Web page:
Major Charles Smythe returned last Tuesday from his brief California visit. He went to attend an “old boys” of St John’s banquet in Los Angeles. Forty-seven “old boys” were present, ranging from the class of 1892 to 1939. Among them was Jack Carson a movie star, a former cadet of the academy; Colonel Charles Severson, a former Delafield resident of many years, Sanford Watkins, a cadet who spent summers as well as the school term here for about six years, and Stanley Mucklestone, at one time of Waukesha

25 Dec 1940

Study Indicates 1,800 Tax Bills in Legislatures

            Chicago – the 43 state legislatures convening in 1941 will enact more than 1,800 tax bills during their coming sessions according to a recent prediction of Mrs Melville Mucklestone, president of the National Consumers Tax Commission.

            Her forecast was based upon a survey of bills presented in 18 legislative bodies in 1939.

            Some 60,000 bills of all kinds will be introduced this year Mrs Mucklestone estimated and 11,000 will be tax measures. Prophesying the enactment of 43 tax laws per legislature she added:

            “While many of these will be amendments to existing laws, and others will be new and necessary financial measures, a few will be deliberate and wholly unwarranted flank attacks on the taxpayers pocketbook.”

            She warned that patriotic tax payers would have slight patience with such attacks, and urged members of her organization to scrutinize tax measures carefully to aid in avoiding “even the smallest unnecessary or wasteful expense.”   

15 January 1941


Mrs Mucklestone of Delafield who has been sick at Memorial hospital, Waukesha, has been taken to the Lutheran home in Oconomowoc last week.

29 January 1941


            Mrs Jennie Mucklestone is spending the winter at a convalescent home at Oconomowoc Lake.

12 February 1941

Baird Acting County Judge

            Municipal Judge Austin J Baird, Tuesday took over the handling of probate matters in county court at the request of Registrar of probate Rex Warden. He will also be requested to sit temporarily in civil actions in county court.

            Thus Judge Baird will temporarily fill the vacancy on the bench created by the death last week by Judge David W Agnew who served on the bench for 31 years. Warden and Connell both have authority to request either municipal judge in the county to serve as judge under the 1917 legislative amendments to the acts creating the county court and the two municipal courts in the county.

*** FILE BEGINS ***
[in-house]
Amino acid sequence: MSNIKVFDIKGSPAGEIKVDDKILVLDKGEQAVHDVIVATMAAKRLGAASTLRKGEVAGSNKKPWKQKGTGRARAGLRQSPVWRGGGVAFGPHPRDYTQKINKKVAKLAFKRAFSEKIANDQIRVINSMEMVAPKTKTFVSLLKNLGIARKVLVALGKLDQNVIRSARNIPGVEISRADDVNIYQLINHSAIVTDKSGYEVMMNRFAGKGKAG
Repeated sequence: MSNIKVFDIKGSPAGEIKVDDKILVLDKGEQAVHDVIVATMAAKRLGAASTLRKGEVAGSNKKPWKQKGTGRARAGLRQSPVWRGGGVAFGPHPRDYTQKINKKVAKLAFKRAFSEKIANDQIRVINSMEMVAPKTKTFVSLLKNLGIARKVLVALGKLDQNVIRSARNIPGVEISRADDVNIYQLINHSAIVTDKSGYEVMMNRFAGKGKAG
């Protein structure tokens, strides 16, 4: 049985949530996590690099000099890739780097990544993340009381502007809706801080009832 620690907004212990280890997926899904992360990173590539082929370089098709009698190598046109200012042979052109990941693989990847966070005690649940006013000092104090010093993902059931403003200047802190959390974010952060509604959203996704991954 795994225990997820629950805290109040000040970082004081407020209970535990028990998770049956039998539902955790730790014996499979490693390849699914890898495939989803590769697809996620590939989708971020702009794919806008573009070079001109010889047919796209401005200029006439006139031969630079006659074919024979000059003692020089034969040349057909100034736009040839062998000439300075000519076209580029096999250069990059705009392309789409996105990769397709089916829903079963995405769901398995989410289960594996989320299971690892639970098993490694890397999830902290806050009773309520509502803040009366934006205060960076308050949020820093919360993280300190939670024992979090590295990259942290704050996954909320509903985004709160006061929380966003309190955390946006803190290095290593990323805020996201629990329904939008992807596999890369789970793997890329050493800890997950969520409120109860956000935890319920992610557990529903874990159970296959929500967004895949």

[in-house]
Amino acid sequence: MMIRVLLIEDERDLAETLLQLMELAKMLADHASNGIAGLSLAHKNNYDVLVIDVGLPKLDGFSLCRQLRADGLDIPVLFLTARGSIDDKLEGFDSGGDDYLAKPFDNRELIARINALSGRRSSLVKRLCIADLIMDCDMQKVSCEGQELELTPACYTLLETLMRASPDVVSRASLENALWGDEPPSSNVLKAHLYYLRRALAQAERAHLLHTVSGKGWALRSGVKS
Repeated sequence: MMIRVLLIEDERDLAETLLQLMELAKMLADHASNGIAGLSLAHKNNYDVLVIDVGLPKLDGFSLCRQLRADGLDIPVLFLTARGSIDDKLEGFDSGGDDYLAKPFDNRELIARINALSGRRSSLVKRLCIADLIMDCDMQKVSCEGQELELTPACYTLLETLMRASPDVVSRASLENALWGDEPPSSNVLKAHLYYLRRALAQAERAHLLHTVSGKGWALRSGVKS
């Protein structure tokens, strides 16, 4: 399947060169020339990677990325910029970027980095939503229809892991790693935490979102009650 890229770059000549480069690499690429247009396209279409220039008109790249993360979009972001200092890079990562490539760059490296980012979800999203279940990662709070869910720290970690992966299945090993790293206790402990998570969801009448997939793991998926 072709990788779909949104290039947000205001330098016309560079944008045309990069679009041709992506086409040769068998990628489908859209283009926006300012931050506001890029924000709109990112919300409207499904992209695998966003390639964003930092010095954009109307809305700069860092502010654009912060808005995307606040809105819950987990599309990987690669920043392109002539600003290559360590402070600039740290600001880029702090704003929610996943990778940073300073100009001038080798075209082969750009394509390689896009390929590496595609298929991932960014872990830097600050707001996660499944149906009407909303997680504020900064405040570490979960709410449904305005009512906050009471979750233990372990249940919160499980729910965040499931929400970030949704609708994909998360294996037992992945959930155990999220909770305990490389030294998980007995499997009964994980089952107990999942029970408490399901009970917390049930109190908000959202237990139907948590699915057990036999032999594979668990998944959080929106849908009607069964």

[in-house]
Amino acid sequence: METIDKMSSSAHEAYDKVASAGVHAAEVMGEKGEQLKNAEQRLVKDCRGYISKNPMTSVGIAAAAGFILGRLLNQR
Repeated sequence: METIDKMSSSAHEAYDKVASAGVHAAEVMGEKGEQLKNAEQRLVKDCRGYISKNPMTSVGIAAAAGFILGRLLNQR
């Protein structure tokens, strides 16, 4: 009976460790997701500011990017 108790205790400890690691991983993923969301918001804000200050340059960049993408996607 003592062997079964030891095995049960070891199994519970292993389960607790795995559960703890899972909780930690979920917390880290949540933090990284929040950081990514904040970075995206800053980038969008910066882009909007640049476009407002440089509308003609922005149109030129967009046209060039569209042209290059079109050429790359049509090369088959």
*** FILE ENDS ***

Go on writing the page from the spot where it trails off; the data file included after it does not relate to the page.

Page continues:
This 1917 amendment followed the death of former Municipal Judge Milo Mucklestone, who was killed in a train-car wreck. His death left the bench vacant for sometime.

19 Feb 1941

East Waterville

            Mrs Muckelston, Delafield, well known in the neighbourhood, who has been confined to the Lutheran home, Oconomowoc, is improving slowly.

            Miss Jennie E Jones is spending a few weeks with her cousins at Oak Park, Ill.

Twenty Four years Ago.

            Samper A Perkins was elected president of the Waukesha Wheelman’s club to succeed the late Milo Mucklestone

26 February 1941

Twenty-Four Years Ago

            Stanley M Muckleston, brother of Waldo, who is at the war front in France, has been appointed a provisional second lieutenant in the United States Army. He is a graduate of Waukesha High School and St John’s Military academy and captained the football teams at both institutions.

19 March 1941

Twenty-Four Years Ago

            Cornucopia Johanna Clothilde, a cow belonging to E G and J W Muckelston, northwest of the city, set a milk production record in the state by producing 747.4 pounds of milk in seven days.

8 Oct 1941


Mrs George Jeffrey Dousman entertained Saturday evening October 4th for the birthday anniversary of her husband. It is also the anniversary of Mrs Ben Pugh who was one of the guests. The guests also included William Muckelston of Genesee.

25 March 1942

Township Voters Busy On Farms.